I am not going to bore you with details of the Mohs surgery or the plastic surgery or how I had a coughing fit while on the operating table under anesthesia. And I won’t describe my bruised and battered face which looked like I had a browlift and a facelift—or else had gone 10 rounds with Mike Tyson. Not to mention that I could barely see or breathe and even if I had felt better which I didn’t, I wouldn’t have gone anywhere because of how I looked so I didn’t leave the house for days— and all that from a tiny little skin cancer.
No– I’ll spare you the details and cut right to the chase: I miss my nose.
4 weeks after surgery, if you walked into this room right now, you would pretend that my nose looks fine, which is what people say to make me feel better. But you would really be seeing that my nose is lopsided and out of shape and has bumps and lumps it never had before, besides a big, bright pink jagged scar.
If you talked to me, you would try to look in my eyes but really you would be looking at my nose and thinking, what the hell happened here?
And if I talked to you, I would try to look in your eyes but really I would be looking at YOUR nose and thinking, You don’t know how lucky you are.
If you ask me, Cyrano de Bergerac had it easy.
Maybe I should back up a little. The surgery is over. My nose doesn’t have cancer anymore. I know with all my heart how fortunate I am, that this was such a minor brush with cancer this time and that in the great scheme of life a nose is …just a nose. I know all that. But I still want my nose back.
You know how when you are thinking of buying a new car and have a certain brand in mind, suddenly you see that brand of car everywhere you look? That’s how I am with noses now. I never noticed them much before—but now—suddenly, they’re everywhere.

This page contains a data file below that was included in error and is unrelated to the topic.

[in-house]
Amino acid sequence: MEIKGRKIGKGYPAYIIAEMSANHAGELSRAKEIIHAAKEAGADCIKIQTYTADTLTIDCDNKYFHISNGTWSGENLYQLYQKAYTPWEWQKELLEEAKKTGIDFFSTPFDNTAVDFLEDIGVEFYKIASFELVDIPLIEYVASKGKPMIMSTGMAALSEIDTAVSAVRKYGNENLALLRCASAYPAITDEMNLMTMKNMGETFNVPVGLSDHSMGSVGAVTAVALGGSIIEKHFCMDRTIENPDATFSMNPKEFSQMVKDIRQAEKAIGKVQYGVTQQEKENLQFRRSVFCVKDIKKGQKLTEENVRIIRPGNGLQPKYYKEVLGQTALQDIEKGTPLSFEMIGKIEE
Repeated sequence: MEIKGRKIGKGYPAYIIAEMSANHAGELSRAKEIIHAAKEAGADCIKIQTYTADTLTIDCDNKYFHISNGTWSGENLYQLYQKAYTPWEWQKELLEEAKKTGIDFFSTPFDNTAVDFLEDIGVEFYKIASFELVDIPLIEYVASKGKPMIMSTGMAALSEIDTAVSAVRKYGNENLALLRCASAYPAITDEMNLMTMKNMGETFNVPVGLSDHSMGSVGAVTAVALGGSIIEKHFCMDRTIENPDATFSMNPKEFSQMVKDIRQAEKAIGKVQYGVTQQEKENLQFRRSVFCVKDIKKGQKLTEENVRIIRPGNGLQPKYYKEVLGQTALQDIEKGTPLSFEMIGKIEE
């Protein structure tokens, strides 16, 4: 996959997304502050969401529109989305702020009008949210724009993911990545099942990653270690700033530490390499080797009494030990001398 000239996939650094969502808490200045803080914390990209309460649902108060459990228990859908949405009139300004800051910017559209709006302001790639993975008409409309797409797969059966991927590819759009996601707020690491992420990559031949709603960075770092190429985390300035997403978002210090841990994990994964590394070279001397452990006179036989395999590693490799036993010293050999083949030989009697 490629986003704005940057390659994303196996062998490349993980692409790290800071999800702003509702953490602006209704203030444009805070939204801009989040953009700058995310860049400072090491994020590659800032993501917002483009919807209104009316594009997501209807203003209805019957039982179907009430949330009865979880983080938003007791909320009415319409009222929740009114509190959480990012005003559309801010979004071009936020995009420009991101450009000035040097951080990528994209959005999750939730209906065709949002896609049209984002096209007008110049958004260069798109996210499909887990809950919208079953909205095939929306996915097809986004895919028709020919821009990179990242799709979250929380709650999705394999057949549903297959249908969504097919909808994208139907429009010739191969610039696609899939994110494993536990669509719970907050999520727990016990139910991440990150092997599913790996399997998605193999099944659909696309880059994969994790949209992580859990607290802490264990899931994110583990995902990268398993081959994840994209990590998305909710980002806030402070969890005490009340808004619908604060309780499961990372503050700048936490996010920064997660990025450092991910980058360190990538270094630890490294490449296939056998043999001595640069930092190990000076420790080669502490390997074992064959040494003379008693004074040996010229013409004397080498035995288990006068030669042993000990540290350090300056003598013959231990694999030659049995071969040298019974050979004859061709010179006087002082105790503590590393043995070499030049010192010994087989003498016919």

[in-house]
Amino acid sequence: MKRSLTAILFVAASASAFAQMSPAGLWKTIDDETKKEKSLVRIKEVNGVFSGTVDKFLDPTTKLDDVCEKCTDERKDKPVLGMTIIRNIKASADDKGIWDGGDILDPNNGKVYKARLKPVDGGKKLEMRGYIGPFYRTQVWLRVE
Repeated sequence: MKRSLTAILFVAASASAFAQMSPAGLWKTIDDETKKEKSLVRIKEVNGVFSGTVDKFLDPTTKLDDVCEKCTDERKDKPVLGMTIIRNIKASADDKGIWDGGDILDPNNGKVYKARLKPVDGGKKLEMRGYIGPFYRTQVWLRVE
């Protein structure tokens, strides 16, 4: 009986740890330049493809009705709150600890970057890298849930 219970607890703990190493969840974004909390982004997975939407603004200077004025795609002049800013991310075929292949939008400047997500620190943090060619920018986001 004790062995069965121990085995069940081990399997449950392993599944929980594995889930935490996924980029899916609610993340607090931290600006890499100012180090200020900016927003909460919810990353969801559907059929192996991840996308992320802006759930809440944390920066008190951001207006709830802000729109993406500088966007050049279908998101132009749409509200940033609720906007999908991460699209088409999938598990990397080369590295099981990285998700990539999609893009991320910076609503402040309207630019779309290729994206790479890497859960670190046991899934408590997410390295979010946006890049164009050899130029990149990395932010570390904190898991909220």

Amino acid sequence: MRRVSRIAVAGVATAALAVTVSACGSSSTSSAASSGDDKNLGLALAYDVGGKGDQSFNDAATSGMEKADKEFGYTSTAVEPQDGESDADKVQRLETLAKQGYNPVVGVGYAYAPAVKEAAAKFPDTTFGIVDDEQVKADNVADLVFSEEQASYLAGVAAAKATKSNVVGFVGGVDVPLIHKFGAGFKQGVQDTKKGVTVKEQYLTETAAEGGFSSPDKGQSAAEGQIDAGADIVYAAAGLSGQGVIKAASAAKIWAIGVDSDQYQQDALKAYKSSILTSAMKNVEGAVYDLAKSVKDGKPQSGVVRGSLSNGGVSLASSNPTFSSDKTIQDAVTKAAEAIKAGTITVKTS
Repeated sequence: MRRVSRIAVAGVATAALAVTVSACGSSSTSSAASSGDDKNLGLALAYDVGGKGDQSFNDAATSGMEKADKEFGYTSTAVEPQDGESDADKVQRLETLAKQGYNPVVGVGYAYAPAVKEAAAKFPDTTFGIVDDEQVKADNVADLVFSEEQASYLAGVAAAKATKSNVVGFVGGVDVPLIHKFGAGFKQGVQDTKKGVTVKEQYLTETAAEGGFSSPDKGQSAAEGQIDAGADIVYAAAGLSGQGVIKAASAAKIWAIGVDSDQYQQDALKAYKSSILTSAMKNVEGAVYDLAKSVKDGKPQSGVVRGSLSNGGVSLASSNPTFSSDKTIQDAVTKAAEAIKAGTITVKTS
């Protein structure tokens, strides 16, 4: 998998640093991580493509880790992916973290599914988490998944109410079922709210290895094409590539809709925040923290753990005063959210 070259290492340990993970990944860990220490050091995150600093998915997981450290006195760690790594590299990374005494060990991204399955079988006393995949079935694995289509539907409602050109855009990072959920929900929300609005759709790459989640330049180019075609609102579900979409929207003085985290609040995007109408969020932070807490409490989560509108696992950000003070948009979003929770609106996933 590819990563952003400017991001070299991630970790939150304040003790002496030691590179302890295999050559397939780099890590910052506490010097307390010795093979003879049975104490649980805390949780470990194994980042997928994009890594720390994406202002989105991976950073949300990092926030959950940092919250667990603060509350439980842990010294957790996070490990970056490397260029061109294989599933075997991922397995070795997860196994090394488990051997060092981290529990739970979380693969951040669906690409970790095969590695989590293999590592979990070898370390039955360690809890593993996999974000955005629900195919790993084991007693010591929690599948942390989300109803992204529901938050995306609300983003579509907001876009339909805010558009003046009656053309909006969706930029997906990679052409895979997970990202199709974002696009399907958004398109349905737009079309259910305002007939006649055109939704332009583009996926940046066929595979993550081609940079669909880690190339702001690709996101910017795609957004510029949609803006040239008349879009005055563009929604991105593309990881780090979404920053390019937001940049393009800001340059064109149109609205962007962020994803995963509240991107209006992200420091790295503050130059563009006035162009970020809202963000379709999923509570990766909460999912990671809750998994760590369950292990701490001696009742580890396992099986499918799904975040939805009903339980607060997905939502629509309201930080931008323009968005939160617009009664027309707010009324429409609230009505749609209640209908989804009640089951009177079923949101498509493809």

I didn’t see this coming. Although I might be whining like a 4-year old, I actually have a high level of sophistication and experience dealing with the medical world. I know about consultations and opinions and second opinions. I have specialists up the wazoo. I have battled cancer and my own doctors and the medical system and even a medical school.
And after all that, how is it possible that a basal cell cancer—which by the way could not even kill me if it wanted to—could get to me like this?
Did I mention that the chunk they took out of my nose was about the size of a pea? Do you notice the parallel to the fable where the tiny little pea drives the princess crazy even through the huge stack of mattresses? (Although I really don’t like describing myself as a princess.)
The absolutely worst part is that I will never ever be able to get my nose back.
And get this. Months from now, after the swelling goes down completely, if I still feel the same as I do right now about my nose…..then guess what? I am right back where I started–a few weeks ago–deciding if how I look is more important than accepting myself the way I am.
In other words, “Integrity vs. Vanity”.
By the way, please let me know if you have a great plastic surgeon.